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Sadc honours Kamuzu, others

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HONOURED—Kandodo (left) receives Banda’s medal from Ramaphosa as Tshisekedi (centre) and Chakwera look on

The Southern African Development Community (Sadc) Wednesday honoured Malawi’s founding president the late Hastings Kamuzu Banda and seven other former presidents who founded the regional bloc.

The awards were presented by outgoing Sadc Chairperson and Malawi leader Lazarus Chakwera and South African President Cyril Ramaphosa who is chairperson of Sadc Organ for Defence and Security at the 42nd Ordinary Sadc Summit of Heads State and Government in Kinshasa, the Democratic Republic of Congo (DRC).

Banda’s grand nephew and Kasungu Central Member of Parliament Ken Kandodo received the medal on behalf of the late former president’s family.

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Kandodo described the award as an honour to the family and the people of Malawi.

“This honour really belongs to all Malawians as they all played a part in helping Dr Banda to liberate this country from the colonial bondage and bring about independence. So this is a day of great joy for us all as one of our own gets recognition by our leaders within southern Africa.

“Secondly, it is an honour that the ceremony has taken place at a time when our own current Head of State, His Excellency Dr Lazarus Chakwera was chairperson of Sadc. As a Malawian, it was gratifying to see the huge applause given to our President as he handed over the chairmanship to his DRC counterpart soon after the medals ceremony,” Kandodo said.

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He added that Banda’s family is indebted to Chakwera and the Government of Malawi for nominating the late leader for the award and enabling them to attend the occasion.

Sadc officials said the awards were organised to raise awareness on the role the founding fathers played in establishing the regional bloc.

Other Sadc founders honoured yesterday included Agostinho Neto of Angola, Seretse Khama of Botswana, King Sobhuza II of Eswatini, Samora Machel of Mozambique, Julius Nyerere of Tanzania, Kenneth Kaunda of Zambia and Robert Mugabe of Zimbabwe.

Meanwhile, Chakwera has handed over the Sadc chairmanship to DRC president Félix Antoine Tshisekedi.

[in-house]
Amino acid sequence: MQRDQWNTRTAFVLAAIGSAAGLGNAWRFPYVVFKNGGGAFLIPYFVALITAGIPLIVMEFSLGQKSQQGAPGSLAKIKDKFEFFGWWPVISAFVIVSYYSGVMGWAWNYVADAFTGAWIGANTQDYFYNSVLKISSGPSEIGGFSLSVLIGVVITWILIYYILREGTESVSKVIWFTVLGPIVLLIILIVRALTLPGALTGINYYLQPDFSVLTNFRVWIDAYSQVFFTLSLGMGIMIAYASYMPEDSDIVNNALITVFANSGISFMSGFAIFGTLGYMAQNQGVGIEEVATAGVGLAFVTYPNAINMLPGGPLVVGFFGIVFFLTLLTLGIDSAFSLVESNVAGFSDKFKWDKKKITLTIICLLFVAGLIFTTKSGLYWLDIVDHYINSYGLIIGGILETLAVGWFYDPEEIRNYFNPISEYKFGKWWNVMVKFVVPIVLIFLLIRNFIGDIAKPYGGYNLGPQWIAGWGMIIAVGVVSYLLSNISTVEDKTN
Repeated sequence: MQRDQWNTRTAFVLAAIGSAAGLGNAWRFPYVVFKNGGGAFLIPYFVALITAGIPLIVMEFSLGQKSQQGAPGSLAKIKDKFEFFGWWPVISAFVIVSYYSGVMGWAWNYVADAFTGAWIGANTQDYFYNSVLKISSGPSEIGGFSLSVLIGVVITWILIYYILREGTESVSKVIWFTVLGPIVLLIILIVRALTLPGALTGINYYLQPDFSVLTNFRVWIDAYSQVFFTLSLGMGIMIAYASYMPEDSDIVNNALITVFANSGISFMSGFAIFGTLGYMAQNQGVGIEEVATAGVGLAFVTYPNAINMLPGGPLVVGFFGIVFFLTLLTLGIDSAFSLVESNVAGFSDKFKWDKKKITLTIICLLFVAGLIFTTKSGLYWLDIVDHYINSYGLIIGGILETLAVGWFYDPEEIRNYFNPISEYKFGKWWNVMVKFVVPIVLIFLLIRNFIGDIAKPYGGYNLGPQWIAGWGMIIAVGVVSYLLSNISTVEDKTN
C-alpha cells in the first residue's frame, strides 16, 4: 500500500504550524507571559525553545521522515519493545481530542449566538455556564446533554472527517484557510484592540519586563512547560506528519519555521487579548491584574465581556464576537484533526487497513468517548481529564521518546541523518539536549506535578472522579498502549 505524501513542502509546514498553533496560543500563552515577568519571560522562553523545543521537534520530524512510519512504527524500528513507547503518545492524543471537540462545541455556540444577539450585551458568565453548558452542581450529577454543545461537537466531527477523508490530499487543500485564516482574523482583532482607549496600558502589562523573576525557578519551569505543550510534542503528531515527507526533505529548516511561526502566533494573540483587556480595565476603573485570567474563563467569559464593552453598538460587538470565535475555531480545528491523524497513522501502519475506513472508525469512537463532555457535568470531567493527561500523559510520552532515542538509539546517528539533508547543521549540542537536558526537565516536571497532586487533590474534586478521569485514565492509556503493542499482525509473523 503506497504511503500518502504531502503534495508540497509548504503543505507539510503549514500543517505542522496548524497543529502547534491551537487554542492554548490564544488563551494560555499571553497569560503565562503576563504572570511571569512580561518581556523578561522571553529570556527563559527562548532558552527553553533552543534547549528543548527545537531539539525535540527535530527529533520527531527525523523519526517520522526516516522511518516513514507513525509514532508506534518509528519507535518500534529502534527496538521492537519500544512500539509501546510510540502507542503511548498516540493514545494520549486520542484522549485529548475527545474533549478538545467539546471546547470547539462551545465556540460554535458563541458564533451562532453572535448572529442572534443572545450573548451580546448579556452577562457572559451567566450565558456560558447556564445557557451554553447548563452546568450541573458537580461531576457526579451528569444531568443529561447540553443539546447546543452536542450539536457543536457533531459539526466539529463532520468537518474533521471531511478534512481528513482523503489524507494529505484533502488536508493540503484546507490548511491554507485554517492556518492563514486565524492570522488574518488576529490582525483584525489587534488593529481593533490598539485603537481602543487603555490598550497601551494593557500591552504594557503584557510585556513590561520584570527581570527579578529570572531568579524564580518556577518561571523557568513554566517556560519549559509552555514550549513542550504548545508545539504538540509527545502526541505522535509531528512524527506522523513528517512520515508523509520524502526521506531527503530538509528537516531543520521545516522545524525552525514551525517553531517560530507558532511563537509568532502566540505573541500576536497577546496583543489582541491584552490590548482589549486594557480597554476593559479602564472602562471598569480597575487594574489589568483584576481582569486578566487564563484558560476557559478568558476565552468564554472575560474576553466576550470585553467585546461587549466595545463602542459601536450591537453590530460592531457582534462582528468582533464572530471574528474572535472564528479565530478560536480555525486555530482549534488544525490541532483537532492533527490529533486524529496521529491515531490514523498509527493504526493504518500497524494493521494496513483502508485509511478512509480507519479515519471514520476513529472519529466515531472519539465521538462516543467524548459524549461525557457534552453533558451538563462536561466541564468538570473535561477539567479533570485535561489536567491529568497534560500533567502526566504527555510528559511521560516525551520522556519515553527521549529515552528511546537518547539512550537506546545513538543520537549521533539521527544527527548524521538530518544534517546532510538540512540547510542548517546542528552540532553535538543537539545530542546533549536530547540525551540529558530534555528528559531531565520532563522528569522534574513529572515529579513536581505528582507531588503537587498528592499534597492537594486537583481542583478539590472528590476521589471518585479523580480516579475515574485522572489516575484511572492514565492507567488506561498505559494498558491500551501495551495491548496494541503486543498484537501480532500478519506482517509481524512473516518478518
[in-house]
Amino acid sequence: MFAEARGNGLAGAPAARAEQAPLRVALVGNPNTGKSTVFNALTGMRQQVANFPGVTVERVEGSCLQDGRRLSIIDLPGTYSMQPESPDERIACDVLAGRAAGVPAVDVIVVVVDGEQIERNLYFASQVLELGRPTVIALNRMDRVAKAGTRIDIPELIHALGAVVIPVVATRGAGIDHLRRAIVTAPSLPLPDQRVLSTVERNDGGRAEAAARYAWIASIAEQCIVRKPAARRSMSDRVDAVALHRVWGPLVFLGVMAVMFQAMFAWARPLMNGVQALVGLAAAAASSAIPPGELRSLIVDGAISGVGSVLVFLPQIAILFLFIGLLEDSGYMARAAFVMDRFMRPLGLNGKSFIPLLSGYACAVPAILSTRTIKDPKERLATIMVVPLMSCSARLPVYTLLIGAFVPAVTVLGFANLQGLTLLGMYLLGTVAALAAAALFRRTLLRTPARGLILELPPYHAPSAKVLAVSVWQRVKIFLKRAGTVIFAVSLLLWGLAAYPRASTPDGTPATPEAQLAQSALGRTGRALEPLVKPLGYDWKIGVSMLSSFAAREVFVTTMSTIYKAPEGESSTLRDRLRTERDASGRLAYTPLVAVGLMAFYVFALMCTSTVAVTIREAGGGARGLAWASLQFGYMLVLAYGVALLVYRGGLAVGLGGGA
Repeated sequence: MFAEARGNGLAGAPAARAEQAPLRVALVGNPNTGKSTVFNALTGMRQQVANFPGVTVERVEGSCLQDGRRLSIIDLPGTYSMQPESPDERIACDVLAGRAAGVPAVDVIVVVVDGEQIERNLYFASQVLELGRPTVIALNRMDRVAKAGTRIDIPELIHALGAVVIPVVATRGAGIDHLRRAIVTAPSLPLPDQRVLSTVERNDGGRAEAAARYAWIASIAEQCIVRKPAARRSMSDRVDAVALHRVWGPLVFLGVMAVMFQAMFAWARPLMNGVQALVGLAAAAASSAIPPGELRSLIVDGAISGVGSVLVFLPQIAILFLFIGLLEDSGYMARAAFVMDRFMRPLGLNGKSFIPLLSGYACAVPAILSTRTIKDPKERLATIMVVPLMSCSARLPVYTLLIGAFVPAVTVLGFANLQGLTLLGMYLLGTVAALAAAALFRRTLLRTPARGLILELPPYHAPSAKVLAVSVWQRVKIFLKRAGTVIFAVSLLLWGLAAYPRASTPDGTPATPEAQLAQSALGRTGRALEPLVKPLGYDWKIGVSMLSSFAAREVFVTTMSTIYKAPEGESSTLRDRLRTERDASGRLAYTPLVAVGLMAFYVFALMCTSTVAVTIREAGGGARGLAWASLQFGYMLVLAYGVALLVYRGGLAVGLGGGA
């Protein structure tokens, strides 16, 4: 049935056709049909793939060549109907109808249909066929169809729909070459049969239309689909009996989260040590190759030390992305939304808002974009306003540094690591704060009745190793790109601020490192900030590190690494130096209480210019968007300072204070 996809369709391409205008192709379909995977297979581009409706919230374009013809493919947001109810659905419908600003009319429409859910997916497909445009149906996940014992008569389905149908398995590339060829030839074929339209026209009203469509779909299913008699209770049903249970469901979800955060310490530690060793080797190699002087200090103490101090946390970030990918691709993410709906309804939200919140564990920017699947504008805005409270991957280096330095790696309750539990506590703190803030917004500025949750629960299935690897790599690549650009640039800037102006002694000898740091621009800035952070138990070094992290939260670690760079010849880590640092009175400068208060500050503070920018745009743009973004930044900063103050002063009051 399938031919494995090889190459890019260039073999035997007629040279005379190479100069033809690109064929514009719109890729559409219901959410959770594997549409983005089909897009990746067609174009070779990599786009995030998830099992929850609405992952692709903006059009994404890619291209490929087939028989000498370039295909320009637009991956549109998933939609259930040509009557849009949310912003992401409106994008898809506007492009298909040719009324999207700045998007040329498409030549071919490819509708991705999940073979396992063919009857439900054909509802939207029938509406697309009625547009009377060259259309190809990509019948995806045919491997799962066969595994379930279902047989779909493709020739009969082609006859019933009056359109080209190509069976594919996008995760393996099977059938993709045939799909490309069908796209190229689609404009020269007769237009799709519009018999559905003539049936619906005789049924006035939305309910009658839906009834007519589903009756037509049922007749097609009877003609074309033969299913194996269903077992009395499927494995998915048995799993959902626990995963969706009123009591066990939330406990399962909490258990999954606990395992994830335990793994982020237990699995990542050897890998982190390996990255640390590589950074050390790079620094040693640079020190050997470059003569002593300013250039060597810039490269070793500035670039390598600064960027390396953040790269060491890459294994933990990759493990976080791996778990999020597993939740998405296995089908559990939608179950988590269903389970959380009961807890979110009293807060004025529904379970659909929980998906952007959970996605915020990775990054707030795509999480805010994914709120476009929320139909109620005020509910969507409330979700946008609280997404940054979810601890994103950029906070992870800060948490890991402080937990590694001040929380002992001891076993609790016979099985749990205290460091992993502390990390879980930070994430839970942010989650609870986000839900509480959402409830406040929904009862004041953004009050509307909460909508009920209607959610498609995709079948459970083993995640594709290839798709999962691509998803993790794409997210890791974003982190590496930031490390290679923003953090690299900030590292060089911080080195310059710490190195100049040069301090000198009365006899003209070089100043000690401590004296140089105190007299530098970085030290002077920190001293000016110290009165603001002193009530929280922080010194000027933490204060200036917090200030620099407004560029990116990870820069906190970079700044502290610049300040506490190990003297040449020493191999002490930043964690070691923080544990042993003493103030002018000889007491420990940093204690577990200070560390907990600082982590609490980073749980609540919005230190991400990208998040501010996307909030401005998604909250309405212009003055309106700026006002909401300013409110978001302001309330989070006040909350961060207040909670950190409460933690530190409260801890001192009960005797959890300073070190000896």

In his handover address, Chakwera challenged African leaders to pull resources together through the private sector to fund the region’s development projects.

He charged that there is no one outside Africa who is coming to build Africa the way Africans want it to be built.

“Not the Americans. Not the Europeans. Not the Asians. They may give us a road here and there, a stadium or two, a few million dollars that are nothing more than pocket change to them and that are nothing compared to the amounts they give each other as Westerners or Easterners.

“We need serious resources here and there is no one who is going to hand it to us. For this reason, we must create our own pools of developmental resources,” the President said.

He also underscored the need for Sadc leaders to get their act together and work together to protect the available resources and turn them into the key for unlocking the region’s economic potential.

“If we do not do that, the forces we all know are already in our region from the West and the East will surely succeed in their intentions to steal them from us.

“I know it is not politically correct to say that, but we should not pretend that these nations are not run by governments with a long history and track record of theft,” Chakwera said.

The Malawi leader said if the world wants what Sadc has, they must buy it in a fair trade so that the region can use the proceeds to build new cities, universities, infrastructure, industries and programmes that will lift the people of the region out of poverty.

“With the resources we have, we refuse to be anyone’s beggar and with the unity we have, we must refuse to let anyone steal from us or use us to steal from our people or each other.

“The plunder that we have allowed the West to conduct here in the DRC is a sin we need to repent of, resolve and refuse to see repeated anywhere else in our region,” Chakwera said.

Addressing a Sadc summit for the first time, Zambia President Hakainde Hichilema stressed the need for the Sadc region to remain peaceful.

On his part, Sadc Executive Secretary, Elias Magosi, said the Sadc region needs to promote macroeconomic stability and consolidation in the region.

Magosi said this is needed to win business confidence and ensure predictability in the continent’s economies.

He also urged Sadc countries to address the energy deficits that the region continues to face with many countries producing below capacity.

Sadc started in Lusaka, Zambia, in 1980 as the Southern African Development Co-ordination Conference.

It was formed to advance the cause of national political liberation in Southern Africa and to reduce dependence particularly on the then apartheid era South Africa; through effective coordination of utilisation of the specific characteristics and strengths of each country and its resources.

Sadcc objectives went beyond just dependence reduction to embrace basic development and regional integration.

In 1992, heads of government of the region agreed to transform Sadcc into Sadc with the focus on integration of economic development.

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